Anatomy of a Gene

Genes are best known as the instructions for building proteins. However, only a portion of the nucleotides in a gene actually code for the protein itself. Other parts of the gene provide additional information—including sequences that control when, where, and how much protein to make.

More about genes

The average human protein-coding gene is about 3,000 letters long, but our genes come in a wide range of sizes. The shortest has only 500 letters, and the longest has 2.3 million.

Given their importance, genes make up a surprisingly small proportion of the human genome. Our 21,000 or so protein-coding genes account for less than 2% of the genome's total nucleotides. Another small chunk of the genome contains non-coding genes, which code for RNA products like transfer and ribosomal RNA that are not translated into proteins. But the bulk of the genome doesn't code for any product at all. It does, however, provide the necessary structure and organization that keep our genes working properly.

Alternative splicing allows cells to use the information in our genes in different ways

By putting different combinations of exons together, our cells can make different mRNAs from the same gene. This process, known as "alternative splicing," allows our cells to use the information in our genes in different ways. For example, for many proteins, one version (or "isoform") is stuck into the cell membrane, while another, shorter, version is free-floating. Thanks to alternative splicing, our cells can make many more proteins than we have genes.

More-complex organisms like humans don't typically have more genes than simpler organisms. Rather, our genomes have more sophisticated control mechanisms that allow our genes to be used in more ways, leading to greater complexity.

Switches are used in combination

Switches give cells the flexibility to react to signals from the outside world. They are also central to differentiation, the process by which a cell takes on an identity—as a liver cell as opposed to a skin cell, for example. Each cell type has a different combination of active and inactive genes. Whether a gene is turned "on" or "off" is regulated in part by switch proteins.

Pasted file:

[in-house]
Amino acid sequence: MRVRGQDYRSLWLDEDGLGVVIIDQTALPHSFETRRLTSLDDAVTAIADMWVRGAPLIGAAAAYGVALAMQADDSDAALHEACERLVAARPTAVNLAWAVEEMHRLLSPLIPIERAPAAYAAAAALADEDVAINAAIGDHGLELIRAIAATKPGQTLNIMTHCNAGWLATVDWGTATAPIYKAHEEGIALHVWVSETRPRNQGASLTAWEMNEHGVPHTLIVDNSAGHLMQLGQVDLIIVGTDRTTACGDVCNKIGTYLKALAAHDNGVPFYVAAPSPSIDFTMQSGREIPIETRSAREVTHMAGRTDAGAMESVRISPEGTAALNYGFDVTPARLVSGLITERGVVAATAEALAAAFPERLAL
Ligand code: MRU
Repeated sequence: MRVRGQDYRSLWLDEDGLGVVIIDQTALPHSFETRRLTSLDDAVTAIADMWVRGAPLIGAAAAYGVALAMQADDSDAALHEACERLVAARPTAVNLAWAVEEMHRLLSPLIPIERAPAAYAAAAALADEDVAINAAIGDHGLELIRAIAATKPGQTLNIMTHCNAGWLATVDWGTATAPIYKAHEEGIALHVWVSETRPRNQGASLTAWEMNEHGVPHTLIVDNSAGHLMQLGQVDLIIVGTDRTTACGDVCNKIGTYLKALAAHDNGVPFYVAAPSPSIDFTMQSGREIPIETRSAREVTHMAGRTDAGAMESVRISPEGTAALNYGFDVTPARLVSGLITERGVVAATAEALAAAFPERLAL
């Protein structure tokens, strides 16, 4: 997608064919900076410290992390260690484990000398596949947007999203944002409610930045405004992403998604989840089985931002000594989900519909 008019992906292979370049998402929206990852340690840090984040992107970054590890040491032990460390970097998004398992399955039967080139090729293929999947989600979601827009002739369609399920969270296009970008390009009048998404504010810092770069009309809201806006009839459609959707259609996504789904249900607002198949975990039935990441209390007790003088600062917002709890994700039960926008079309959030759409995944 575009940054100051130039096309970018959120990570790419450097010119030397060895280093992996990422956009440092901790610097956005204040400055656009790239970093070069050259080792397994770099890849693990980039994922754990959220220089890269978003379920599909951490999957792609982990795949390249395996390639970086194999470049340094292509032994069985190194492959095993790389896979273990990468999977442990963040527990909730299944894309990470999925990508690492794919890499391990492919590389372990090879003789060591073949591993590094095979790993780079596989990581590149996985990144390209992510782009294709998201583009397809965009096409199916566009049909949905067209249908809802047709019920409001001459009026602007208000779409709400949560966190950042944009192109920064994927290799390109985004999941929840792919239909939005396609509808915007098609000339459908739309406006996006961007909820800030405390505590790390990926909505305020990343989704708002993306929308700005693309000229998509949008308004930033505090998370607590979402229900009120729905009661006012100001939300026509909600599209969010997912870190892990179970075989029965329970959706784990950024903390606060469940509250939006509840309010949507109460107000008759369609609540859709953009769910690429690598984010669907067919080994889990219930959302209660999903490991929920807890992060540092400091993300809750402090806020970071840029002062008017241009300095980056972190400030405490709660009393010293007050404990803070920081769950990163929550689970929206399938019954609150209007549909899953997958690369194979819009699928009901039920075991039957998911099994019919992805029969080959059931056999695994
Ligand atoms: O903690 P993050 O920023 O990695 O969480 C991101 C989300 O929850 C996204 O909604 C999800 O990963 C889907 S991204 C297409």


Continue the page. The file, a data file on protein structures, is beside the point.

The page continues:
Our genome contains 21,000 or so genes, but only about 2,600 of those code for DNA-binding proteins, the proteins that activate switches. So how does a limited number of switch proteins regulate such a large number of genes? The cell uses two basic strategies to leverage the usefulness of switch proteins. First, switches are used in combination. Many genes are controlled by multiple switches, each activated by a different switch proteins. And different combinations of switches are used to activate different genes. Second, genes encoding proteins involved in the same process often have similar switches that are activated by the same switch proteins. In other words, a single switch protein may activate multiple genes.

Other important pieces

At either end of the mRNA are 5-prime and 3-prime untranslated regions (UTRs). The UTRs are assembled from what are considered to be exons, even though they don't directly code for protein. They do, however, contain sequences that are important in the protein-building process. For example, many UTRs contain sequences that help the ribosome attach and detach, influence how much protein is made, and affect the lifespan of the mRNA. Some also contain "localization" signals, special tags that keep an mRNA within a specific area of the cell. UTRs vary in size from about 100 to a few thousand nucleotides.

  • Funding

    Funding provided by grant 51006109 from the Howard Hughes Medical Institute, Precollege Science Education Initiative for Biomedical Research.